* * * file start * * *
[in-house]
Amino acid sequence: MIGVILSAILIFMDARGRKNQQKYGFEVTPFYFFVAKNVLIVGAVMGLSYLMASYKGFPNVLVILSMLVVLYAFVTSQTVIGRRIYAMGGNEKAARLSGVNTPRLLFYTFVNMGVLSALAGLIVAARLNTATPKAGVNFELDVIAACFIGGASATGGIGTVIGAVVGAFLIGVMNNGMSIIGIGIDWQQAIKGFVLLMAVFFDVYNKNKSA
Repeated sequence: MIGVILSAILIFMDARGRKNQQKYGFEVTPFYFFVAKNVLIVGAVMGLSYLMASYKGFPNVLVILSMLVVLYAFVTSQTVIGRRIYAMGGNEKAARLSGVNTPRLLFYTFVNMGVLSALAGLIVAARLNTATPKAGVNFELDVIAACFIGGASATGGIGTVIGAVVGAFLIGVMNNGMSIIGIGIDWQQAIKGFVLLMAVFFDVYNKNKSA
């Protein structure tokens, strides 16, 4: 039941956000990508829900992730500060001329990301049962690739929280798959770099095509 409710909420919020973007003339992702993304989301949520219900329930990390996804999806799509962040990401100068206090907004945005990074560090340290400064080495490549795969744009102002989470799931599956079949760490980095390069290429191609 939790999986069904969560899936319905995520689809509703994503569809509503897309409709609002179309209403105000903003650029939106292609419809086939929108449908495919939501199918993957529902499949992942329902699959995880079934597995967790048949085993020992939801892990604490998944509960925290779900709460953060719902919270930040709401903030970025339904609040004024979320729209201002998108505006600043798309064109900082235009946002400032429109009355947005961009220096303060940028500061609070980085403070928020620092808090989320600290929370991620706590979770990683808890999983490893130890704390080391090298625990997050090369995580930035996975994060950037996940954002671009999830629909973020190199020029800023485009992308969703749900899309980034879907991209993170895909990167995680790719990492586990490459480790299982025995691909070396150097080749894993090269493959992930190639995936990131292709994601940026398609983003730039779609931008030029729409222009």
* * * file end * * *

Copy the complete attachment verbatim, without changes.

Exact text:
[in-house]
Amino acid sequence: MIGVILSAILIFMDARGRKNQQKYGFEVTPFYFFVAKNVLIVGAVMGLSYLMASYKGFPNVLVILSMLVVLYAFVTSQTVIGRRIYAMGGNEKAARLSGVNTPRLLFYTFVNMGVLSALAGLIVAARLNTATPKAGVNFELDVIAACFIGGASATGGIGTVIGAVVGAFLIGVMNNGMSIIGIGIDWQQAIKGFVLLMAVFFDVYNKNKSA
Repeated sequence: MIGVILSAILIFMDARGRKNQQKYGFEVTPFYFFVAKNVLIVGAVMGLSYLMASYKGFPNVLVILSMLVVLYAFVTSQTVIGRRIYAMGGNEKAARLSGVNTPRLLFYTFVNMGVLSALAGLIVAARLNTATPKAGVNFELDVIAACFIGGASATGGIGTVIGAVVGAFLIGVMNNGMSIIGIGIDWQQAIKGFVLLMAVFFDVYNKNKSA
């Protein structure tokens, strides 16, 4: 039941956000990508829900992730500060001329990301049962690739929280798959770099095509 409710909420919020973007003339992702993304989301949520219900329930990390996804999806799509962040990401100068206090907004945005990074560090340290400064080495490549795969744009102002989470799931599956079949760490980095390069290429191609 939790999986069904969560899936319905995520689809509703994503569809509503897309409709609002179309209403105000903003650029939106292609419809086939929108449908495919939501199918993957529902499949992942329902699959995880079934597995967790048949085993020992939801892990604490998944509960925290779900709460953060719902919270930040709401903030970025339904609040004024979320729209201002998108505006600043798309064109900082235009946002400032429109009355947005961009220096303060940028500061609070980085403070928020620092808090989320600290929370991620706590979770990683808890999983490893130890704390080391090298625990997050090369995580930035996975994060950037996940954002671009999830629909973020190199020029800023485009992308969703749900899309980034879907991209993170895909990167995680790719990492586990490459480790299982025995691909070396150097080749894993090269493959992930190639995936990131292709994601940026398609983003730039779609931008030029729409222009």